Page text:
The past two years has taught each of us much about resilience – both in our personal and professional lives. As we transition to endemic COVID-19, the lessons we learned can be the source for resilience moving forward as well.
Ken Nourse, the most recent addition to the McGeorge Career Development Office, spoke recently to Jade Wolansky (3L) at a recent gathering of McGeorge Sacramento Bar Association Diversity Fellows where she shared her strategies to overcome the cancellation of her summer 2020 internship.
Ken Nourse (KN): Give us the background on what happened in May 2020 – what led to having to search suddenly for a summer position?
Jade Wolansky (JW): I was accepted into the Diversity Fellowship and very excited about starting a paying legal internship at a firm with a good reputation. Although other students were contacted by their host firms about starting, I hadn’t heard anything and decided to reach out to mine. I learned that they were still deciding if they would participate that year. Then, the Friday before my start date, the firm dropped out of the program and my offer was rescinded.
KN: The sudden loss of the internship must have made you feel anxious and uncertain. How did you respond?
JW: Fortunately, I still was able to take advantage of a weekly professional development seminar held by the Diversity Fellows program, but I needed a position for the summer. After giving it some thought and taking advantage of all the resources available to me, including the services and support of the Career Development Office, I realized that I had several other options. First, I knew that Law Review had a Greensheets opportunity available so I applied for that and was able to write about a bill. Another opportunity came to me unsolicited when a professor who noticed my strong interest in a subject asked me to help as a research assistant for a book. I also contacted the immigration clinic for a role that I initially turned down and was immediately accepted for a part-time role there . Finally, I contacted a former manager at a worker’s union where I worked before law school and accepted a pert-time internship. Some of these roles even continued beyond summer into my 2L.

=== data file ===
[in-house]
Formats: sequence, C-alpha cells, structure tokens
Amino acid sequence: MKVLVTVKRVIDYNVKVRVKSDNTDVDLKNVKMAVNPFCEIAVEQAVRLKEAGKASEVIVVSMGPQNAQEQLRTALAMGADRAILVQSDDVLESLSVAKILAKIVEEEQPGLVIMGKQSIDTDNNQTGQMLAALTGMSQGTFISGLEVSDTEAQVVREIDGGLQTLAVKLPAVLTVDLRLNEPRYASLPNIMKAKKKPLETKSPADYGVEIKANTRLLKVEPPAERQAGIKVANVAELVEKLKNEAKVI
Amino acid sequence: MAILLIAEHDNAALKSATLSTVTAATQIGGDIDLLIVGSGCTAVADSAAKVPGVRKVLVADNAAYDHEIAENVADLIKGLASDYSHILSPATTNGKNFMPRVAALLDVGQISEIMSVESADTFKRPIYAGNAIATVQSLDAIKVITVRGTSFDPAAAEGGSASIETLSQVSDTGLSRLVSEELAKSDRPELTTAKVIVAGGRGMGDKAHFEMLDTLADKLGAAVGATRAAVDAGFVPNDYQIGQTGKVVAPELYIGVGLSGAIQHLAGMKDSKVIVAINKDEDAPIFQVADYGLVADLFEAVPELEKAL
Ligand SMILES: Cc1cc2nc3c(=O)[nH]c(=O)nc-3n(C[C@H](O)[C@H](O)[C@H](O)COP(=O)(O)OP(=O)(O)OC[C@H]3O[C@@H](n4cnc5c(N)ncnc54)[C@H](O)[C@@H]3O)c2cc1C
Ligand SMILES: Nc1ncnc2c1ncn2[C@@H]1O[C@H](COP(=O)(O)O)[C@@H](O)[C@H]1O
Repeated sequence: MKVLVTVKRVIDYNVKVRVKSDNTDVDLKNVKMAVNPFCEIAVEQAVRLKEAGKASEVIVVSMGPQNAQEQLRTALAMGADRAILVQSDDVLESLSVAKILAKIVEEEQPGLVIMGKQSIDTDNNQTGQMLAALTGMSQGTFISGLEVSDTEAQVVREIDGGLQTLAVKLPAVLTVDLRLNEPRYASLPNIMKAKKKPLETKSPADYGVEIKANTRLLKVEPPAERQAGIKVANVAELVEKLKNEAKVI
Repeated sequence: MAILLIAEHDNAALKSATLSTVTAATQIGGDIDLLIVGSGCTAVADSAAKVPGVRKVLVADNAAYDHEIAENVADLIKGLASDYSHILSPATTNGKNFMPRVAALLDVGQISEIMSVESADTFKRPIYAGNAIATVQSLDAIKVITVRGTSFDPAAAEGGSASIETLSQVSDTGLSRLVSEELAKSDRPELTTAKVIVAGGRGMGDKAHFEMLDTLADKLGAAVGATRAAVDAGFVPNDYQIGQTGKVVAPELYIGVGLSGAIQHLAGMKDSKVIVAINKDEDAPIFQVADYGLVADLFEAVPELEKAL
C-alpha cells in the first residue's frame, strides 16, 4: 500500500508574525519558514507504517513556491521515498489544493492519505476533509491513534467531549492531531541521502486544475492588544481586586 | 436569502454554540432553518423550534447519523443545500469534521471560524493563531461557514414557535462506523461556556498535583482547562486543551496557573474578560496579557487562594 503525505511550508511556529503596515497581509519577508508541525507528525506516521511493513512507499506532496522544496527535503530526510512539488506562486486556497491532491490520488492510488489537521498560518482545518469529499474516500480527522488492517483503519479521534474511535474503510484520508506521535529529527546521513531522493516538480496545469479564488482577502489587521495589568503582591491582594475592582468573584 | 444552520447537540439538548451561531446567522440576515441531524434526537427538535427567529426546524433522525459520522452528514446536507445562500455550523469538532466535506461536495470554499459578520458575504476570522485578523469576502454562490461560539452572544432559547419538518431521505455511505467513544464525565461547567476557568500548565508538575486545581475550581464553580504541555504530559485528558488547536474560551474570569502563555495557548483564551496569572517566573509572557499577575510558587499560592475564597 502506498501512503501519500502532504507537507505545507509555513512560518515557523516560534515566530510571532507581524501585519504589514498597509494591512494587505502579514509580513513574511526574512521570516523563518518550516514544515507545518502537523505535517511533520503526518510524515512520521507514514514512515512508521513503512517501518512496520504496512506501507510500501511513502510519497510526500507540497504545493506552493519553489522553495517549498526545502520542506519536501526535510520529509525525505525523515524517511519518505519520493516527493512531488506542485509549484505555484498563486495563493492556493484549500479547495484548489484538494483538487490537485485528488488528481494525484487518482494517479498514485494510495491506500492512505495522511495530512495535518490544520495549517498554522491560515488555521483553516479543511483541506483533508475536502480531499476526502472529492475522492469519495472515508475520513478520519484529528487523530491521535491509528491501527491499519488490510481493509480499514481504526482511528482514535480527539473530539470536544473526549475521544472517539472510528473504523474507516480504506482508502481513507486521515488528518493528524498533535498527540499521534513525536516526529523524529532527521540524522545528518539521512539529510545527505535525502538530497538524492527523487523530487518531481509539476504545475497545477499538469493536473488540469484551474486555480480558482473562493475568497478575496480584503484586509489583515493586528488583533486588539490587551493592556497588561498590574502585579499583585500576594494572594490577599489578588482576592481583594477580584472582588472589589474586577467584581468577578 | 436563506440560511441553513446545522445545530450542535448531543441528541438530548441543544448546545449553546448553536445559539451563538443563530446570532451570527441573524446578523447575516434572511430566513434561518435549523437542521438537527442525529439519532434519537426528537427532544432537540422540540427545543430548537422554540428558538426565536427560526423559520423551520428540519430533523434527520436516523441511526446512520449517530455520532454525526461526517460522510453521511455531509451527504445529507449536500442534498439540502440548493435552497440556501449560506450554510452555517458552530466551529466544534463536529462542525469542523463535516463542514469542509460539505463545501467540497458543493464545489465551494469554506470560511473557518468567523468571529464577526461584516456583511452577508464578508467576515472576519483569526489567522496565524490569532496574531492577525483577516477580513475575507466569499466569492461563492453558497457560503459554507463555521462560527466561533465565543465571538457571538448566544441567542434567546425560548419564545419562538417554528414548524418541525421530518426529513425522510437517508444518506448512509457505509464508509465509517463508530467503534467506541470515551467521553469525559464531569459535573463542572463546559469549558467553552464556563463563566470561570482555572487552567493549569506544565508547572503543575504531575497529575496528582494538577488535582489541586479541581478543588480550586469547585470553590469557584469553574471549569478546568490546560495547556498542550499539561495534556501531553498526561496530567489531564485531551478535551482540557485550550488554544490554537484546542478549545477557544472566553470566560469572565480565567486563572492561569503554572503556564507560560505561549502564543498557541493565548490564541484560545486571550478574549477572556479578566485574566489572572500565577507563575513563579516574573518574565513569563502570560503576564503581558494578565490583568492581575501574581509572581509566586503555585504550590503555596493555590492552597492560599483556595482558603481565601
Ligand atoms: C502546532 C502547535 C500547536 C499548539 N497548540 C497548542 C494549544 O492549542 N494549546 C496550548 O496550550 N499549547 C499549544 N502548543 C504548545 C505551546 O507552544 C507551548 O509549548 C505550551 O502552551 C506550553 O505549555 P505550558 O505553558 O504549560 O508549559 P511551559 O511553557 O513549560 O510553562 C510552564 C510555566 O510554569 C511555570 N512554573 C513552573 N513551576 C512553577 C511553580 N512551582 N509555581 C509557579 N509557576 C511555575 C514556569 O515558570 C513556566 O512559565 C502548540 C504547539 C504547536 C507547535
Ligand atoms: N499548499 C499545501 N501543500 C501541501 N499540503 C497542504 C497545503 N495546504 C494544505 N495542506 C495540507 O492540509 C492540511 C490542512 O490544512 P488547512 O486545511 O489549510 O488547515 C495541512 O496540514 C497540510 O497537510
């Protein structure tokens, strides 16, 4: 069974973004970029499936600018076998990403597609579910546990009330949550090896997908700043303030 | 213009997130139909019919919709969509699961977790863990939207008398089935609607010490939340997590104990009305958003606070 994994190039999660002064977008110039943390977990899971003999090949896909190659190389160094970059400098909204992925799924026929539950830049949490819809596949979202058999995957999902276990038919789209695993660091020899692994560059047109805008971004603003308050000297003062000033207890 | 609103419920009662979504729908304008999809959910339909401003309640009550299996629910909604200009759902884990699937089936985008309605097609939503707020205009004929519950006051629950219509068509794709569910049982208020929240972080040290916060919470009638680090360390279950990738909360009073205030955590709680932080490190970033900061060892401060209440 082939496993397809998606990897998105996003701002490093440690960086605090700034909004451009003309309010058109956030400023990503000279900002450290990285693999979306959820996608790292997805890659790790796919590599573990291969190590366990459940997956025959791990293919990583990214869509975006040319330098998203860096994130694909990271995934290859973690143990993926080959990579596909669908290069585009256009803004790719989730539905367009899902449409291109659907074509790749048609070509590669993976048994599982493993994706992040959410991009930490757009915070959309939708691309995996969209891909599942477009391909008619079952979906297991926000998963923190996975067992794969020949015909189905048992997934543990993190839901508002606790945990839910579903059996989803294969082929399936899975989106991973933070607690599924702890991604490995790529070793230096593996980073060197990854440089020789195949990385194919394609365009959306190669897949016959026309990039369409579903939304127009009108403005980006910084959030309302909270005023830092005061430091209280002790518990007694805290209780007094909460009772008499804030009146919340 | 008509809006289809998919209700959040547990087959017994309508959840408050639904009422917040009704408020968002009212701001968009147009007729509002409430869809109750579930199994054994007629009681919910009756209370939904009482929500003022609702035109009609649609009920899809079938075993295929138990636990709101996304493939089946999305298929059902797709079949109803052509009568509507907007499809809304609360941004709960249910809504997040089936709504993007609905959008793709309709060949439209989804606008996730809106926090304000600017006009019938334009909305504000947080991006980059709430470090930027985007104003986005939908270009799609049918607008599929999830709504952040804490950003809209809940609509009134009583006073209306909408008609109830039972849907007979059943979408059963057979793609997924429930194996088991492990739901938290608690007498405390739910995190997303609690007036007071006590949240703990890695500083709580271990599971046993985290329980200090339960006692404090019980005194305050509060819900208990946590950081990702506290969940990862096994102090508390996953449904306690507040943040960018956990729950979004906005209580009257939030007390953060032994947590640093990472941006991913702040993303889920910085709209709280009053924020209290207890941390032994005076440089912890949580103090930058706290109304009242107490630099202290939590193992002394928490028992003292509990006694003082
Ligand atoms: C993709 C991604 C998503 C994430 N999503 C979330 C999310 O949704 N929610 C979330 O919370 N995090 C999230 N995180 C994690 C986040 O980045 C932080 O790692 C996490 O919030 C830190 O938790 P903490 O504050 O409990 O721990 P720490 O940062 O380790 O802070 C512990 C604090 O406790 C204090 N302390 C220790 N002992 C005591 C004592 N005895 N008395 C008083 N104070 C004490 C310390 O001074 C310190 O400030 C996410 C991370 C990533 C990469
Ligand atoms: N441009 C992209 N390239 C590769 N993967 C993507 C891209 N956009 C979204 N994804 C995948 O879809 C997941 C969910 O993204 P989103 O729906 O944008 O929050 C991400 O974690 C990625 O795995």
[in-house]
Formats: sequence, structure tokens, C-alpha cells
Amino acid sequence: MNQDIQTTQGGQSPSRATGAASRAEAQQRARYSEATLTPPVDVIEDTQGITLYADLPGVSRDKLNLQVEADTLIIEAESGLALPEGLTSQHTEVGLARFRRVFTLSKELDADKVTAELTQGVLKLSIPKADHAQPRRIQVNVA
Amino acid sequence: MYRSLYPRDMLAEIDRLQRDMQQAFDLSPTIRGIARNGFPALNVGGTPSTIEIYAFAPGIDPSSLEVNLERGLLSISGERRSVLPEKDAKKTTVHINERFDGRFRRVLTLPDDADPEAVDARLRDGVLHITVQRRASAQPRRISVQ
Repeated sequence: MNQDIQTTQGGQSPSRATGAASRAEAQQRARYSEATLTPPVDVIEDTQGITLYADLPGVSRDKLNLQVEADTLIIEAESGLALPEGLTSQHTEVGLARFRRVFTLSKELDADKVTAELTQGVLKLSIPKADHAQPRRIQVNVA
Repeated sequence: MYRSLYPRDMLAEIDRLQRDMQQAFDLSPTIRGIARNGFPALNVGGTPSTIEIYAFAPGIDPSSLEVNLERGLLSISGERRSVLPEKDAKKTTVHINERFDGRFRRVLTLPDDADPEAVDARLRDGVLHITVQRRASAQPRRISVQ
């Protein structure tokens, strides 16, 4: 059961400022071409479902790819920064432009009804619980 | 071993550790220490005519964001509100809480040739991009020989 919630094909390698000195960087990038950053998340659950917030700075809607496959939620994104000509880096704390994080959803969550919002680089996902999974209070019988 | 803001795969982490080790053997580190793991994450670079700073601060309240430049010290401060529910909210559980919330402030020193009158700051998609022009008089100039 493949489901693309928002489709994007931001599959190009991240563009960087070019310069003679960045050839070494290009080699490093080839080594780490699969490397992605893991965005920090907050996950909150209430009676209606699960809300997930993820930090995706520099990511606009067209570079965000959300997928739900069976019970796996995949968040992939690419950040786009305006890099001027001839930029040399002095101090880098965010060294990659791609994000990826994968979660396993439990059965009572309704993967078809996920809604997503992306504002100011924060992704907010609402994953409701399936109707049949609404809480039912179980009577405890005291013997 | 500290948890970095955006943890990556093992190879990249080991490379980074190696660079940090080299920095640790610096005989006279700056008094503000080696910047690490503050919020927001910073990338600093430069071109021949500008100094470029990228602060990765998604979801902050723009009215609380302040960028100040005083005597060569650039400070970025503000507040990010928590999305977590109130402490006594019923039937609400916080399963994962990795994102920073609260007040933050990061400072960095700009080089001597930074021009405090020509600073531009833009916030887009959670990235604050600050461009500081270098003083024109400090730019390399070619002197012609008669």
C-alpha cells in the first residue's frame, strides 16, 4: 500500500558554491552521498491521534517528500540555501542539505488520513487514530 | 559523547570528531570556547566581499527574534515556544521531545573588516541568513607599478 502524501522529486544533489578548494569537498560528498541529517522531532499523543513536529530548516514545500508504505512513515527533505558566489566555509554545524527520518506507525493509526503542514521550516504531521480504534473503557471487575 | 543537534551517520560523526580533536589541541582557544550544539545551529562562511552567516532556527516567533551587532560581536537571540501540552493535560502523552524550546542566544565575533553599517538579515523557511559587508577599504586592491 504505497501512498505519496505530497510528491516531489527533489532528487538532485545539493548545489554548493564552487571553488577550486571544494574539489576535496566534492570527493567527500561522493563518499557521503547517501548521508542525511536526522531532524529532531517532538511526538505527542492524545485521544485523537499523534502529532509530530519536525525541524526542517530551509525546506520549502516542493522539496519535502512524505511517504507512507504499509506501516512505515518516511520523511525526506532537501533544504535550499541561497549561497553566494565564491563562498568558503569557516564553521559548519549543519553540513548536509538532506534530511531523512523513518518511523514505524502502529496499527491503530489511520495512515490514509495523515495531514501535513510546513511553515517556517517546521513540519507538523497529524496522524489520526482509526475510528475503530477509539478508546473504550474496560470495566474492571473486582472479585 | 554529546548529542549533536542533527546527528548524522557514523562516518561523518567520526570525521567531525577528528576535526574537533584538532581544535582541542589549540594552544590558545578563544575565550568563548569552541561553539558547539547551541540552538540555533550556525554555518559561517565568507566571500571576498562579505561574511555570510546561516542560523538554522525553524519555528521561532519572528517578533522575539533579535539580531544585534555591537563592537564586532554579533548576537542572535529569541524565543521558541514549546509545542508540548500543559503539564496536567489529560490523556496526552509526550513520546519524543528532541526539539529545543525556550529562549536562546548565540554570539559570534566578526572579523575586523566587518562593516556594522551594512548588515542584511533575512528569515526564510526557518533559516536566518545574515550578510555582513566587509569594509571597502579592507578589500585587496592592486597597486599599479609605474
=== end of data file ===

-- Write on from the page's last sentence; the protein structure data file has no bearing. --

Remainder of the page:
KN: How will you apply the things you learned from this experience in your future career?
JW: I learned to be flexible and that you have to be ready for things to come out differently than expected – be ready for Plan B, C, and D. I learned how to pivot. I also will make sure to take advantage of all the resources available to me, especially my network. Networking is a long-term game and it’s important to show genuine interest in others and their needs.